Is Skydiving Safe?

by Jamie R. Lebovitz | March 24th, 2014

The pilot of a Cessna 170B and a skydiver escaped a spectacular collision with minor injuries on Saturday at South Lakeland Airport in Florida. The pilot of the 170B, Sharon Trembley, 87, a World War II veteran, was taking off on his third touch-and-go that morning just as a 49-year-old skydiver, John Frost, was landing. A remarkable set of photos appears to show Trembley pulling up hard to avoid hitting Frost. The right wing grabbed the parachute lines and flipped the 170 around to a nose-first impact. The plane was substantially damaged but both men were relatively unscathed.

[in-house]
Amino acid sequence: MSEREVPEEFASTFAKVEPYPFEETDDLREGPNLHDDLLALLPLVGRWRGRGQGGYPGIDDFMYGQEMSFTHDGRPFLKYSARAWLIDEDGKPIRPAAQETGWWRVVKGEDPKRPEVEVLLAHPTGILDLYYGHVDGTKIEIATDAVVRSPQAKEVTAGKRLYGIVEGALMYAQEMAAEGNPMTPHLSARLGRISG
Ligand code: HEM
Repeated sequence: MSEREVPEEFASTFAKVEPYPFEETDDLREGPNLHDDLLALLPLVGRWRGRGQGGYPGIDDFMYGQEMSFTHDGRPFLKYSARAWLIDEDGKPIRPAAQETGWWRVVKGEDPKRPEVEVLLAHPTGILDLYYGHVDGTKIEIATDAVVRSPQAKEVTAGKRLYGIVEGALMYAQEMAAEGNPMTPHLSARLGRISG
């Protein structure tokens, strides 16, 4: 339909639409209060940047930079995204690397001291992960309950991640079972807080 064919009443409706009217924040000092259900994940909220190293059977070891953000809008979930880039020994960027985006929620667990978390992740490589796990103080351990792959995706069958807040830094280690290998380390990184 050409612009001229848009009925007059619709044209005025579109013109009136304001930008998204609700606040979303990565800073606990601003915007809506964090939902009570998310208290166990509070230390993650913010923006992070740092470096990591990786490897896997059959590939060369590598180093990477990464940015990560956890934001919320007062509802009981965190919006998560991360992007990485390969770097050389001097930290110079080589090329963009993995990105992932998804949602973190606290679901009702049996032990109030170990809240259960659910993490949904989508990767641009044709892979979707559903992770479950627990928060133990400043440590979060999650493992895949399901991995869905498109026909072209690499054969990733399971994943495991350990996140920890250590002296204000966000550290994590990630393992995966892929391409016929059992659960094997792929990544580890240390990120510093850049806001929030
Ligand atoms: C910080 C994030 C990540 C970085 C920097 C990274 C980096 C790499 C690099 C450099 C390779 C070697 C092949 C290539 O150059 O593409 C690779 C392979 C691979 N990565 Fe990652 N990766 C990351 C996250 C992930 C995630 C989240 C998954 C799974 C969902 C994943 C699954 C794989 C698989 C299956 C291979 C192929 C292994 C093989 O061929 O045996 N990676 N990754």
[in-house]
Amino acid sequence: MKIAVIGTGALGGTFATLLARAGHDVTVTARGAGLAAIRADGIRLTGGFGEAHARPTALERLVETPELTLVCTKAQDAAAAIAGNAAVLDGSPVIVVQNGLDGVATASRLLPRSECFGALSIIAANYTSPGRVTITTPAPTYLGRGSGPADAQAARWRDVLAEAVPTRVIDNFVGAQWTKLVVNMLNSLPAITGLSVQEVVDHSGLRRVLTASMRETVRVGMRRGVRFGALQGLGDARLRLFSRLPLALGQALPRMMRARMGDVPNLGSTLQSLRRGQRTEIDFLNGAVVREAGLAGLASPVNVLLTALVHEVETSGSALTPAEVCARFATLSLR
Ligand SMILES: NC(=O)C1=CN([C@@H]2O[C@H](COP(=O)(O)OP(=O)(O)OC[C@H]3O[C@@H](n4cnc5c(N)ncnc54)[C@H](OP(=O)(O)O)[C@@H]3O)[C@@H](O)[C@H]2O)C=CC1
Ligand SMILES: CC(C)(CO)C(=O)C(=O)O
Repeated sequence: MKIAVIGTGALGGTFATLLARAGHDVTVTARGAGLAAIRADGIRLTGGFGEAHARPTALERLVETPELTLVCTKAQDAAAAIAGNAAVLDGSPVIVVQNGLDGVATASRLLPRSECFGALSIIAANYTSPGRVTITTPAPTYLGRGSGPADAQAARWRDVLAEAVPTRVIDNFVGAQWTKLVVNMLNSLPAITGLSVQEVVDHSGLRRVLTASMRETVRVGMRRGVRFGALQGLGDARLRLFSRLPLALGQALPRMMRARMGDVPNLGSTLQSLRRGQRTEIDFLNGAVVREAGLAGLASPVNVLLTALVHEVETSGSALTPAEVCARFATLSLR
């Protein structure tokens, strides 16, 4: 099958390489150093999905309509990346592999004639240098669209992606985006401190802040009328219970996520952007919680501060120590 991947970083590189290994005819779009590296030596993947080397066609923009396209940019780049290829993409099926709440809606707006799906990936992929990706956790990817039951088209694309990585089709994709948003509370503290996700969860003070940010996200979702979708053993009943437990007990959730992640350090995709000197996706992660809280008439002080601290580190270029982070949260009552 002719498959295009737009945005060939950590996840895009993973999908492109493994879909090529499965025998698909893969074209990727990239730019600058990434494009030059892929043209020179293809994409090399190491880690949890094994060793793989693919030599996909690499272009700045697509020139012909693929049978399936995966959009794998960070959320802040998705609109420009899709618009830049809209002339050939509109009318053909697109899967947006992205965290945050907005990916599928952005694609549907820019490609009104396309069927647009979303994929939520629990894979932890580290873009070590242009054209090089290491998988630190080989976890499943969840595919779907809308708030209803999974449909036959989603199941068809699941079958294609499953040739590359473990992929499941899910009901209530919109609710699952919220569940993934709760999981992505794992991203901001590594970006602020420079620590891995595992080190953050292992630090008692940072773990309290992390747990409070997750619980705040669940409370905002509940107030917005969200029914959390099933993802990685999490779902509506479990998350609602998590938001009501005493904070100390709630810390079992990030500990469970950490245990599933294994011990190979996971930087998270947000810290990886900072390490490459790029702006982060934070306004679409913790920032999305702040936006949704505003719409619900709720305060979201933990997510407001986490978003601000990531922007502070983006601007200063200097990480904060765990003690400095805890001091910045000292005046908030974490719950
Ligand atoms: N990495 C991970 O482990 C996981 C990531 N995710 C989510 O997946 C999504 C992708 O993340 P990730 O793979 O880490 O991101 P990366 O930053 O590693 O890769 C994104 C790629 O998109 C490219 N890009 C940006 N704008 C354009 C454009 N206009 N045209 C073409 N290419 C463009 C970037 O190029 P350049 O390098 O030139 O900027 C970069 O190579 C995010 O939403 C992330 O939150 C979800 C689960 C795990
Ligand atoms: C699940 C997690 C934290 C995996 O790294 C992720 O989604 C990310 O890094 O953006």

Trembley was held in the hospital for observation but Frost, who was flung about 20 feet in the air when the aircraft hit the parachute, was treated and released. “You always hear the negatives about somebody died or somebody this, that or the other. Both these guys walked away unscathed,” Telford told Fox News Tampa Bay. “A scratch here, a bruise there and I think both are just happy to be here today.” As is always the case in accidents like this, the NTSB is in charge of investigating the facts and circumstances and will try and figure out what can be done to prevent a recurrence.

Skydiving is considered one of the safest sports in the world. This accident is the exception; not the norm.

Written by: Jamie and Jordan Lebovitz